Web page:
Salgado, of Chiapas, Mexico, was only in Utah for 20 days before her disappearance. She had recently returned from an LDS mission in Mexico and came to Provo to learn English.
4. LDS Church president dies, new president announced
On Jan. 2, President Thomas S. Monson, president of the LDS Church, died at the age of 90 of causes incident to age. Monson had served the church in leadership positions for 54 years. He was set apart as the church’s 16th president in February 2008 following the death of Gordon B. Hinckley. On Jan. 16, Russell M. Nelson, 93, was called and set apart by the church’s Quorum of the Twelve Apostles as the 17th president of the church. Members of the worldwide church later sustained him in a solemn assembly in its April general conference. Reorganization of the church’s First Presidency also took place, with President Dallin H. Oaks named as first counselor and President Henry B. Eyring as second counselor. Following the new leadership put into place, the church saw many changes, including departure from the Boy Scouts of America, announcement of a reduction in Sunday services’ length, as well as organizational changes to its bodies for men.
3. Midterm elections shake things up
While typically fairly uneventful, Utah’s midterm elections saw record participation throughout the state and in Utah County as well. In part, it might have been spurred by several close races and high-profile ballot measures voted on in individual cities and as a state. While numbers were not as high in Utah County, Utah as a whole passed Proposition 2 for medical marijuana, Proposition 3 for Medicaid expansion and Proposition 4 to study Utah’s districting by an impartial body.
Utah voted for Mitt Romney to fill the vacancy left by Orrin Hatch who announced he would be retiring after 42 years. Utah’s 4th Congressional District race was the closest in the state, coming in within 700 votes, between incumbent — and Saratoga Springs resident — Republican Mia Love and Salt Lake County Mayor Ben McAdams. Ultimately, McAdams claimed the victory. Since losing the election, it was widely reported that Love missed 83.5 percent of House votes in November and December — more than any other outgoing representative.
In Utah County, the election brought the passage of a bond in Provo to upgrade city and police facilities. Orem also passed a bond to upgrade its recreation center and library, and also passed a hotly contested proposition to allow for the rezoning of a single parcel of property adjacent to UVU’s campus to allow for a developer to build high-density housing catering to students. Nebo School District also passed a significant bond.
2. Missing Eureka teens’ bodies found in abandoned mine
On March 28 law enforcement located two bodies in the Tintic Standard No. 2 mine shaft near Eureka, later confirmed to be missing teens Riley Powell,18, and Breezy Otteson, 17. The teens had been missing since Dec. 30, 2017 when they left Tooele to go to Spanish Fork and Eureka. Memorial services were held for the teens in April.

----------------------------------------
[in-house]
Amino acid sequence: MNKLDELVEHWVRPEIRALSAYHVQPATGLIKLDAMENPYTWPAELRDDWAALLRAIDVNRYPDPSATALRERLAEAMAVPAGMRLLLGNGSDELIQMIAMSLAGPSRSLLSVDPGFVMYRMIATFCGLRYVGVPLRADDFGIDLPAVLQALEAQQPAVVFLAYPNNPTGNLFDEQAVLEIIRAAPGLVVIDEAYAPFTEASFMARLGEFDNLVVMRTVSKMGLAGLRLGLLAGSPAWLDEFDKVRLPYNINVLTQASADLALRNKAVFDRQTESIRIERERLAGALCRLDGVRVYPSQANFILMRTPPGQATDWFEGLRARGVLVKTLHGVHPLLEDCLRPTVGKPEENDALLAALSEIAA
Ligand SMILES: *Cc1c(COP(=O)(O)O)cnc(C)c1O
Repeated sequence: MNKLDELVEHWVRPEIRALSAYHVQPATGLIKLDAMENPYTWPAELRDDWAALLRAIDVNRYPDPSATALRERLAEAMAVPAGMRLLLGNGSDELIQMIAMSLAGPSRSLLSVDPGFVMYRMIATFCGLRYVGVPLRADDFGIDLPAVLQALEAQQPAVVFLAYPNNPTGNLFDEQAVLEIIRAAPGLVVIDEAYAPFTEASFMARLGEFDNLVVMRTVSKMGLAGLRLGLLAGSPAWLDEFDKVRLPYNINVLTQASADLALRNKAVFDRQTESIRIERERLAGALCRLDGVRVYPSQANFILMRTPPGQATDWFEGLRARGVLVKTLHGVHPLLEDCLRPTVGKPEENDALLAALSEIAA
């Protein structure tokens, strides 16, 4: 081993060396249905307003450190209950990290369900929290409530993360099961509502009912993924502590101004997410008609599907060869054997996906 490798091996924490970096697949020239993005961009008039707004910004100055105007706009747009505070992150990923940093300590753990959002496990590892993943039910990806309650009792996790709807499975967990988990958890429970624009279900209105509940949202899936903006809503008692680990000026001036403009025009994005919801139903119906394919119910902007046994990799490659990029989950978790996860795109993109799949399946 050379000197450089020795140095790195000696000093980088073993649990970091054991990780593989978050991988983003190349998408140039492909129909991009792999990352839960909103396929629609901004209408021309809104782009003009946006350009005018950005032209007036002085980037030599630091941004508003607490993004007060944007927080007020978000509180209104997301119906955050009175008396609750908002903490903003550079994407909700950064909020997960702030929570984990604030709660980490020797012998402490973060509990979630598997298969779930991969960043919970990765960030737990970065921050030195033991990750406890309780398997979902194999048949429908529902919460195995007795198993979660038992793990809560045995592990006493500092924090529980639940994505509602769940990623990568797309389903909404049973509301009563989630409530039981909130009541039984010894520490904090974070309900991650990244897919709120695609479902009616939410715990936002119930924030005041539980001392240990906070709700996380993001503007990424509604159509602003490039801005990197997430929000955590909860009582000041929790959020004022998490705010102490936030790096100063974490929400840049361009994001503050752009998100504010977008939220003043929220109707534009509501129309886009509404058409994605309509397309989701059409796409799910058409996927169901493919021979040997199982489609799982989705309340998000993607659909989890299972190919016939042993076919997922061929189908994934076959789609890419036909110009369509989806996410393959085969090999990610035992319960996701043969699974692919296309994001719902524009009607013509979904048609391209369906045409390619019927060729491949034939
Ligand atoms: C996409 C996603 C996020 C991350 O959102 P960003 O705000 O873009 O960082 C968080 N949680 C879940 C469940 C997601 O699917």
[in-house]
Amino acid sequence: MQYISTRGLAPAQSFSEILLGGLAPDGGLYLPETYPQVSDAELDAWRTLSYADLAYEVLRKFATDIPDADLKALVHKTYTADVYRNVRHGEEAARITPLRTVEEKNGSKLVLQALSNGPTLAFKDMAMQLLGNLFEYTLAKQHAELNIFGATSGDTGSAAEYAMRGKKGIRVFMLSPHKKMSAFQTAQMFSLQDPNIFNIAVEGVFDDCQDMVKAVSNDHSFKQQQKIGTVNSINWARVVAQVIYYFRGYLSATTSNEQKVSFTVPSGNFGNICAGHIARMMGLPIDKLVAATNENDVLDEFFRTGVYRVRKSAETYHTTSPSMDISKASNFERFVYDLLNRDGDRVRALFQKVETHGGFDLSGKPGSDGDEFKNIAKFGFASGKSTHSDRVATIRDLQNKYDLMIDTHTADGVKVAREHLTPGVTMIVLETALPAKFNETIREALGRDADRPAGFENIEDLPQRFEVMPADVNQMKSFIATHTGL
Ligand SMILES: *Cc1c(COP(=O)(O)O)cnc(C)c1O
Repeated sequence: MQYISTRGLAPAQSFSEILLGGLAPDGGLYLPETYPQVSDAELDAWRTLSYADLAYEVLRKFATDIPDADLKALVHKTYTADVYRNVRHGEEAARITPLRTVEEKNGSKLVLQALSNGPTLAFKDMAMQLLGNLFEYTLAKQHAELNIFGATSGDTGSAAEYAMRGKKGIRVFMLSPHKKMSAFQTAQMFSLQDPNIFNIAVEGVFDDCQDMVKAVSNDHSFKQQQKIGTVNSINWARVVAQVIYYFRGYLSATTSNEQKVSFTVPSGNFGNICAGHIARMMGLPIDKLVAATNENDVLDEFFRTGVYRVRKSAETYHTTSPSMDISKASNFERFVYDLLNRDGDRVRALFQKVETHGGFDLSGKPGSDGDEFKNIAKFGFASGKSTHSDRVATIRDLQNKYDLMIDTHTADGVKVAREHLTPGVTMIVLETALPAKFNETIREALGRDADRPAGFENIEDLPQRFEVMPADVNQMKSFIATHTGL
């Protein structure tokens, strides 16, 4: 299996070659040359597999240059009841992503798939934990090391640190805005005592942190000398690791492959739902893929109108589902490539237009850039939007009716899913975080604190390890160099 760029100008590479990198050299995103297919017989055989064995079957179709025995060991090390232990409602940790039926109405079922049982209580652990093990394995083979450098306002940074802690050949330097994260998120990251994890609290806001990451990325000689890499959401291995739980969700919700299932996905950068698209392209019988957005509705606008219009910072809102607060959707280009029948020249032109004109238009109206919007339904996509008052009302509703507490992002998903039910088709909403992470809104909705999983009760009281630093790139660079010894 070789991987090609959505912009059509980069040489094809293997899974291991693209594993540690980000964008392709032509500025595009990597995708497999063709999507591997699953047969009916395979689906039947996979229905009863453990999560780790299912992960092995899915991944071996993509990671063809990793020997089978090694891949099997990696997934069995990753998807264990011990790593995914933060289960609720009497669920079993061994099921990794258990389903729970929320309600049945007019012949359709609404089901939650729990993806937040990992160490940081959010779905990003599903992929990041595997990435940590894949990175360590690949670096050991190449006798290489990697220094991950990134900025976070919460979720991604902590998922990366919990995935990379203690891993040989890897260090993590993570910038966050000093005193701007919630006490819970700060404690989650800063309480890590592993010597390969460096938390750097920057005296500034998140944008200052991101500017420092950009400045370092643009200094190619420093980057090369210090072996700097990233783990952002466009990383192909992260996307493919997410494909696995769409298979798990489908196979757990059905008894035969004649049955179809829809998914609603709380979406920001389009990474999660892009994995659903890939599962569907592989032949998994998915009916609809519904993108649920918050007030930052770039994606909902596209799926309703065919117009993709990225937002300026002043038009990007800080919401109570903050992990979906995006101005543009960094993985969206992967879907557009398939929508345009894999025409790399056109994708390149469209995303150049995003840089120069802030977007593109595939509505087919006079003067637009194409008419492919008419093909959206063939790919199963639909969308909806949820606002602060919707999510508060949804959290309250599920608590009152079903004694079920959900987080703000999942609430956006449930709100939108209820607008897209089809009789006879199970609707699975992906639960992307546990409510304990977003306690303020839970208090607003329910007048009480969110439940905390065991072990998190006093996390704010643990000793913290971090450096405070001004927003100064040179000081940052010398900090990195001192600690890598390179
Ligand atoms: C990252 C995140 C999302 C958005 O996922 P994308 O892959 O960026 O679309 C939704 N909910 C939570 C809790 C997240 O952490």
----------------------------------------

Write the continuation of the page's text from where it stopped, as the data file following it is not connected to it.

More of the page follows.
A Eureka man was arrested in the case for allegedly murdering them out of jealousy that his girlfriend had a male visitor in their house. Jerrod Baum, 41, was charged with two counts of aggravated murder, which allows prosecutors to seek the death penalty, as well as aggravated kidnapping and other felonies.
Baum’s live-in girlfriend, Morgan Henderson, was arrested and charged with obstructing justice. Henderson pleaded guilty on Oct. 5 to 10 counts of obstruction of justice and was sentenced to serve three years in jail or until Baum’s case is resolved, as well as five years of probation. Her sentence included a plea deal, with an agreement to cooperate with prosecutors in the case against Baum.
1. Wildfires blanket mountains
Multiple fires threatened areas near and in Utah County in 2018, but none so devastating as the Bald Mountain and Pole Creek fires that threatened thousands of homes in southern Utah County, causing the mandatory evacuations for entire cities of Woodland Hills and Elk Ridge in September, impacting 6,000 people.
In less than a week, the fires grew to more than 100,000 acres, and designated the No. 1 priority fire in the nation at that time. At the height of the fires, more than 1,500 personnel were fighting to contain them. U.S. Highway 6 was closed temporarily at one point; the community outpouring for those affected and those helping was significant, so much so that departments urged residents to cease donations as they were overflowing.
On Oct. 8 the two fires were finally reported at 100 percent containment. However, the cities’ troubles are likely not over as the burned canyons face issues of debris flow coming off the burn scar and damaging homes in the future and risking contaminating drinking water supplies for the next five years. What follows are many tasks and hurdles for these small cities from which some will find funding in the Natural Resources Conservation Service’s Emergency Watershed Protection program.
There was plenty of Utah business news that topped headlines in 2018 with significant impacts, including Trader Joe’s opening a location in Orem after years of Provo (and Orem) residents begging the grocery chain to come to the area. It was also announced that a Facebook data center was approved to locate to Eagle Mountain after land was rezoned and approved by all taxing entities before the announcement of which tech company was making the deal. Finally, market-analytics company Qualtrics, based in Provo, was acquired in November for $8 billion by a German company.